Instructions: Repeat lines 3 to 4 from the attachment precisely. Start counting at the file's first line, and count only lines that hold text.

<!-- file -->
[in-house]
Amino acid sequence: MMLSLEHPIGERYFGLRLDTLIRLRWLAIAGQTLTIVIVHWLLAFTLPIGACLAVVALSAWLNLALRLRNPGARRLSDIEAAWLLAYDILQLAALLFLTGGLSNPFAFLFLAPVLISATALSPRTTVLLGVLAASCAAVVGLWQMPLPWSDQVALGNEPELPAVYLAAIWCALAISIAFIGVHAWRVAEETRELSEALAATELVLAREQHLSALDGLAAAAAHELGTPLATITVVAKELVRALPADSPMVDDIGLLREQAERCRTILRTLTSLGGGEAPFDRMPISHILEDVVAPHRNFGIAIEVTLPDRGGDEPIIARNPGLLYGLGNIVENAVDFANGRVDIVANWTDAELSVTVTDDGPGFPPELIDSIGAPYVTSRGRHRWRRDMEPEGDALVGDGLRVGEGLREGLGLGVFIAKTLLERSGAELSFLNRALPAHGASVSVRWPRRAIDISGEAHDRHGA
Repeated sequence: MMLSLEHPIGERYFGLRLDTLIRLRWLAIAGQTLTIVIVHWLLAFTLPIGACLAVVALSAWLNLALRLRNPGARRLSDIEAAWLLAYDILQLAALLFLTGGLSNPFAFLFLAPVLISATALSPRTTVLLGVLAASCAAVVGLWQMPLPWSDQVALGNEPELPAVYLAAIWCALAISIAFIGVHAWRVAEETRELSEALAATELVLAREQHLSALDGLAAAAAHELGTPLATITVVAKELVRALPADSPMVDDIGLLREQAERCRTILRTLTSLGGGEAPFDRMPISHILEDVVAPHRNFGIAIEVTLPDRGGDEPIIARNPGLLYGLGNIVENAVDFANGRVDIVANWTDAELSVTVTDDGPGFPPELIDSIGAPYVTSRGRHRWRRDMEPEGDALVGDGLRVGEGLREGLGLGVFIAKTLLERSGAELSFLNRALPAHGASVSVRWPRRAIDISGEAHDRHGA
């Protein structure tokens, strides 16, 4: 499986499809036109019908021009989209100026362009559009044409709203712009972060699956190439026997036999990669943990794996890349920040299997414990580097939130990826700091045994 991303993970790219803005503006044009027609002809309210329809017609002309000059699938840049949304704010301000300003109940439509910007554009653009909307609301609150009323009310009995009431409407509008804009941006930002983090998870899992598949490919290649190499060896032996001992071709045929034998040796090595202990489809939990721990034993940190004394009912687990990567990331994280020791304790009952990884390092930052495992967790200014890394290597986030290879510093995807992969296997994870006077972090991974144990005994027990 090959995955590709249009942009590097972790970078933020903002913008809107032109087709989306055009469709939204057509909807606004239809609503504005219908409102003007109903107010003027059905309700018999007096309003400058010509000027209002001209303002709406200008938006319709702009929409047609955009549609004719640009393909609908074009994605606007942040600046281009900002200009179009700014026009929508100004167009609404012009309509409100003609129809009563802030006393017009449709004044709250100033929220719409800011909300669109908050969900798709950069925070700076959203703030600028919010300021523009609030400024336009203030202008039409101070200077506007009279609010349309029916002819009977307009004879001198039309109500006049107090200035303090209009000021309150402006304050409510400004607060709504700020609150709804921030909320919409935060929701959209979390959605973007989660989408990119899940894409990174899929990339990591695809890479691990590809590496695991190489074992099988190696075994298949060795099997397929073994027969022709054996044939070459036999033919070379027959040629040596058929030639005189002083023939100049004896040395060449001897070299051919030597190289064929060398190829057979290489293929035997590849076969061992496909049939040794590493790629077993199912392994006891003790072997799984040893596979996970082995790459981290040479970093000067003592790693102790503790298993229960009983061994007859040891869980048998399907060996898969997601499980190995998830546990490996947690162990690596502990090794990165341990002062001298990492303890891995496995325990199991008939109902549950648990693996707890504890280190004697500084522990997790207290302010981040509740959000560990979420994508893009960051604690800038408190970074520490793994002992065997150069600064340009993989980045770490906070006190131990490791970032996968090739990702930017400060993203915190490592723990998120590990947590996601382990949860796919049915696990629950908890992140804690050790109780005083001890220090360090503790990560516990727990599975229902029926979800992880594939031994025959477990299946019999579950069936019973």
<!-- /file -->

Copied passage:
Repeated sequence: MMLSLEHPIGERYFGLRLDTLIRLRWLAIAGQTLTIVIVHWLLAFTLPIGACLAVVALSAWLNLALRLRNPGARRLSDIEAAWLLAYDILQLAALLFLTGGLSNPFAFLFLAPVLISATALSPRTTVLLGVLAASCAAVVGLWQMPLPWSDQVALGNEPELPAVYLAAIWCALAISIAFIGVHAWRVAEETRELSEALAATELVLAREQHLSALDGLAAAAAHELGTPLATITVVAKELVRALPADSPMVDDIGLLREQAERCRTILRTLTSLGGGEAPFDRMPISHILEDVVAPHRNFGIAIEVTLPDRGGDEPIIARNPGLLYGLGNIVENAVDFANGRVDIVANWTDAELSVTVTDDGPGFPPELIDSIGAPYVTSRGRHRWRRDMEPEGDALVGDGLRVGEGLREGLGLGVFIAKTLLERSGAELSFLNRALPAHGASVSVRWPRRAIDISGEAHDRHGA
């Protein structure tokens, strides 16, 4: 499986499809036109019908021009989209100026362009559009044409709203712009972060699956190439026997036999990669943990794996890349920040299997414990580097939130990826700091045994 991303993970790219803005503006044009027609002809309210329809017609002309000059699938840049949304704010301000300003109940439509910007554009653009909307609301609150009323009310009995009431409407509008804009941006930002983090998870899992598949490919290649190499060896032996001992071709045929034998040796090595202990489809939990721990034993940190004394009912687990990567990331994280020791304790009952990884390092930052495992967790200014890394290597986030290879510093995807992969296997994870006077972090991974144990005994027990 090959995955590709249009942009590097972790970078933020903002913008809107032109087709989306055009469709939204057509909807606004239809609503504005219908409102003007109903107010003027059905309700018999007096309003400058010509000027209002001209303002709406200008938006319709702009929409047609955009549609004719640009393909609908074009994605606007942040600046281009900002200009179009700014026009929508100004167009609404012009309509409100003609129809009563802030006393017009449709004044709250100033929220719409800011909300669109908050969900798709950069925070700076959203703030600028919010300021523009609030400024336009203030202008039409101070200077506007009279609010349309029916002819009977307009004879001198039309109500006049107090200035303090209009000021309150402006304050409510400004607060709504700020609150709804921030909320919409935060929701959209979390959605973007989660989408990119899940894409990174899929990339990591695809890479691990590809590496695991190489074992099988190696075994298949060795099997397929073994027969022709054996044939070459036999033919070379027959040629040596058929030639005189002083023939100049004896040395060449001897070299051919030597190289064929060398190829057979290489293929035997590849076969061992496909049939040794590493790629077993199912392994006891003790072997799984040893596979996970082995790459981290040479970093000067003592790693102790503790298993229960009983061994007859040891869980048998399907060996898969997601499980190995998830546990490996947690162990690596502990090794990165341990002062001298990492303890891995496995325990199991008939109902549950648990693996707890504890280190004697500084522990997790207290302010981040509740959000560990979420994508893009960051604690800038408190970074520490793994002992065997150069600064340009993989980045770490906070006190131990490791970032996968090739990702930017400060993203915190490592723990998120590990947590996601382990949860796919049915696990629950908890992140804690050790109780005083001890220090360090503790990560516990727990599975229902029926979800992880594939031994025959477990299946019999579950069936019973």